The rule of law is one of the Convention’s core values, embedded in all of its provisions (Amuur v. France, para. 50). Protecting it ought therefore to be of key importance to the Court. Addressing rule of law violations under Art. 18, as the Court did in Miroslava Todorova, is one of the ways in which the Court ensures this. However, in order for the rule of law to be protected to the largest extent possible, it is paramount that a violation be addressed in its entirety. Continuing to reject Art. 6 as an Article fit to be applied in conjunction with Art. 18 does not only lead to contrived reasonings, as was the case here, but leaves certain aspects undiscussed as well. The argument for the Court not to use Art. 6, namely that the text of provisions does not appear to allow limitations, has been superseded from the start, considering how the Court has allowed interferences with Art. 6 to be justified already (see Joint Concurring Opinion of Judges Nussberger, Tsotsoria, O’Leary and Mits in Ilgar Mammadov v. Azerbaijan (no. 2), para 12). It is therefore high time for the Court to broaden the scope of Art. 18 to include Art. 6 as well.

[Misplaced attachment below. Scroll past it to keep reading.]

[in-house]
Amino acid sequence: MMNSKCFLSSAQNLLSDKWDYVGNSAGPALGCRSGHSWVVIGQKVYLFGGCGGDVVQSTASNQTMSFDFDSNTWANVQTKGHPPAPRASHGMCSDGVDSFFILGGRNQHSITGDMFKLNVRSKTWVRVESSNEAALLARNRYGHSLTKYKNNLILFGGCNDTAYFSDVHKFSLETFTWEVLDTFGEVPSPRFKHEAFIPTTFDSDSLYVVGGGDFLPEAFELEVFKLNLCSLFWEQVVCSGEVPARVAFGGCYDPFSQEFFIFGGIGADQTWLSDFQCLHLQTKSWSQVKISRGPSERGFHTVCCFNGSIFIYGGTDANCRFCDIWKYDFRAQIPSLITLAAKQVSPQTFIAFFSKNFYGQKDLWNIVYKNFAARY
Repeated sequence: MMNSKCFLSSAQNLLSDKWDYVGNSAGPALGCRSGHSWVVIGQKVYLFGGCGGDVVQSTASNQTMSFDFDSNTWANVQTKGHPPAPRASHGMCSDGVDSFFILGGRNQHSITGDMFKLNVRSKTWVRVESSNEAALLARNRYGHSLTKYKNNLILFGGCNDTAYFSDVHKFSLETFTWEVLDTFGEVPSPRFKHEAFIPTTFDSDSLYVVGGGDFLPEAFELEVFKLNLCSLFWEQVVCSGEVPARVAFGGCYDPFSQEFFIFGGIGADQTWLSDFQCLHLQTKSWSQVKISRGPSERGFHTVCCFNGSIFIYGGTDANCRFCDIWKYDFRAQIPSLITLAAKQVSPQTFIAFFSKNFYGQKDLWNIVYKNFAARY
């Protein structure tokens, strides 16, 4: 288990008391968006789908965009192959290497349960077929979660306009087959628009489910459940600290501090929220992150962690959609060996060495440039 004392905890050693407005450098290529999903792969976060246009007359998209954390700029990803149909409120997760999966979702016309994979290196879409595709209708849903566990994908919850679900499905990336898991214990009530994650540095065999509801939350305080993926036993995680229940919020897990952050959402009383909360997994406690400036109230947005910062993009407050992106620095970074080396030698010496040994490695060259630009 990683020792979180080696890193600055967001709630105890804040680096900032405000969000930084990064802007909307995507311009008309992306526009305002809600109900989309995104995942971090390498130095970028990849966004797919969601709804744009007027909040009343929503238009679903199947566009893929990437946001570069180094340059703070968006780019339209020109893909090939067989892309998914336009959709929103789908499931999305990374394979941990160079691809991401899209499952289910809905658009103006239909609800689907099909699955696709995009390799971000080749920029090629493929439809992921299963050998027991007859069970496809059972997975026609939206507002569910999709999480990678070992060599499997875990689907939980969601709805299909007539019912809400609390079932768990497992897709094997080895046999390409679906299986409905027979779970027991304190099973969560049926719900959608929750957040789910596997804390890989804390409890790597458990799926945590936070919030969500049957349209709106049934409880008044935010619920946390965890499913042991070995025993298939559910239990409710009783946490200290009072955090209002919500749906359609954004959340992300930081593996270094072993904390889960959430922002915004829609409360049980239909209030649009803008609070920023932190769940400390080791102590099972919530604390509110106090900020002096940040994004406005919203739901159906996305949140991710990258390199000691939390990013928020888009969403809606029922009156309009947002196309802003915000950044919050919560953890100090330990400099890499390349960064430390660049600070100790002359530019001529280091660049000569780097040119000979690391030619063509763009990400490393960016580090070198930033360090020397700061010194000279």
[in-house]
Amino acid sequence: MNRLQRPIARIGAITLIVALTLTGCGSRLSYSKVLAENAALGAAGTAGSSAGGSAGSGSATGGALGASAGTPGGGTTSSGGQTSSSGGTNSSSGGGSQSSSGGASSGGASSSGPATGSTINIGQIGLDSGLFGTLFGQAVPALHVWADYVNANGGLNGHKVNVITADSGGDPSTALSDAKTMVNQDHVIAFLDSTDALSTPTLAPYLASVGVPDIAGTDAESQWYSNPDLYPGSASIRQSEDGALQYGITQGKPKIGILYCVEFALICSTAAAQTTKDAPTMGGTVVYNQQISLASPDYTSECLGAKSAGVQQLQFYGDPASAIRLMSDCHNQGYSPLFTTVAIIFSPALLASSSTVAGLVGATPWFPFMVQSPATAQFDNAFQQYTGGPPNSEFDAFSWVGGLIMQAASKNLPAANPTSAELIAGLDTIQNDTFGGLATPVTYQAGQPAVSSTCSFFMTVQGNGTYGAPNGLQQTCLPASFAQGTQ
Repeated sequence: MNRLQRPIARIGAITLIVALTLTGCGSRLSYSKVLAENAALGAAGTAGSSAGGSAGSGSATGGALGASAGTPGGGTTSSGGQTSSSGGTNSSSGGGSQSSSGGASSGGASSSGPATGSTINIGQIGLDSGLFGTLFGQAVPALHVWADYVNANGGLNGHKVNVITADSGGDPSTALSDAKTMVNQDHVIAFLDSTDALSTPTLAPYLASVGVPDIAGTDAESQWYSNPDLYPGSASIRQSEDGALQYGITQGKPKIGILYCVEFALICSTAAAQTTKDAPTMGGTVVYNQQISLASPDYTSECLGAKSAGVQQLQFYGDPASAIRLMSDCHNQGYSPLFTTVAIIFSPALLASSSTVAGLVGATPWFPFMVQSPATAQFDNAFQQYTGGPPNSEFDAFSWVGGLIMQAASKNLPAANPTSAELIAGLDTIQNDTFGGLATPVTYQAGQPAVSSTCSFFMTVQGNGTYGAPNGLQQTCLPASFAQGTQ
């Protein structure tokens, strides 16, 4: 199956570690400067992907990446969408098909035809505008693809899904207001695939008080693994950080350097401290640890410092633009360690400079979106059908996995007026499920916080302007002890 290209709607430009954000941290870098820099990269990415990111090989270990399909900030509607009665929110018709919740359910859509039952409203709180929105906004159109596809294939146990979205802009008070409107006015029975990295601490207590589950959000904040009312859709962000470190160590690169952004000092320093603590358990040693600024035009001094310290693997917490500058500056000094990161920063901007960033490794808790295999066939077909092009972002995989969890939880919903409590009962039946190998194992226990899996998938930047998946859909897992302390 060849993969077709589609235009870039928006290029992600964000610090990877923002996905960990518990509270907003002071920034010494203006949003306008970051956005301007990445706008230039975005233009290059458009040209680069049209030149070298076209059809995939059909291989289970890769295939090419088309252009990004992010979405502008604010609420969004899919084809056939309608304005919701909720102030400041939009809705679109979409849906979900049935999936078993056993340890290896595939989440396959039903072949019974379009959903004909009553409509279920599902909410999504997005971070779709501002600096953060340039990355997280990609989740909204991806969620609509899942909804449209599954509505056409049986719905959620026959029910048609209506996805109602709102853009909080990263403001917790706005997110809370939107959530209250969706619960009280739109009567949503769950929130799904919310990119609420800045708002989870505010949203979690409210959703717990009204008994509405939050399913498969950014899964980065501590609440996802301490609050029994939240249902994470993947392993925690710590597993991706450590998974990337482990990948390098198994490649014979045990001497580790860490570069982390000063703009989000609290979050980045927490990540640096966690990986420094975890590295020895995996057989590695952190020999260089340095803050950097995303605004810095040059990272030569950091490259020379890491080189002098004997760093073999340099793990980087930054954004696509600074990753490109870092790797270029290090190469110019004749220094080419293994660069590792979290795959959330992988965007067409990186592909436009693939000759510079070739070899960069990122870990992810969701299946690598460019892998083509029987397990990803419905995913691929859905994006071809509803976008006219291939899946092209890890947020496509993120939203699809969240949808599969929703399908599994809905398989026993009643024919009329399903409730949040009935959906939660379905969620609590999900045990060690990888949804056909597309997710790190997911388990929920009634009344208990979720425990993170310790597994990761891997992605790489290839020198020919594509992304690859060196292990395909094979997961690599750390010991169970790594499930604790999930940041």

[i] See Navalnyy and Ofitserov v. Russia, Joint Partly Dissenting Opinion of Judges Nicolaou, Keller and Dedov, §§6-7; Ilgar Mammadov v. Azerbaijan (no. 2), Joint Concurring Opinion of Judges Nussberger, Tsotsoria, O’Leary and Mits, §§3 and 12-16. See also Corinna Heri, Loyalty, Subsidiarity, and Article 18 ECHR: How the ECtHR Deals with Mala Fide Limitations of Rights, European Convention on Human Rights Law Review, 2020, at 37.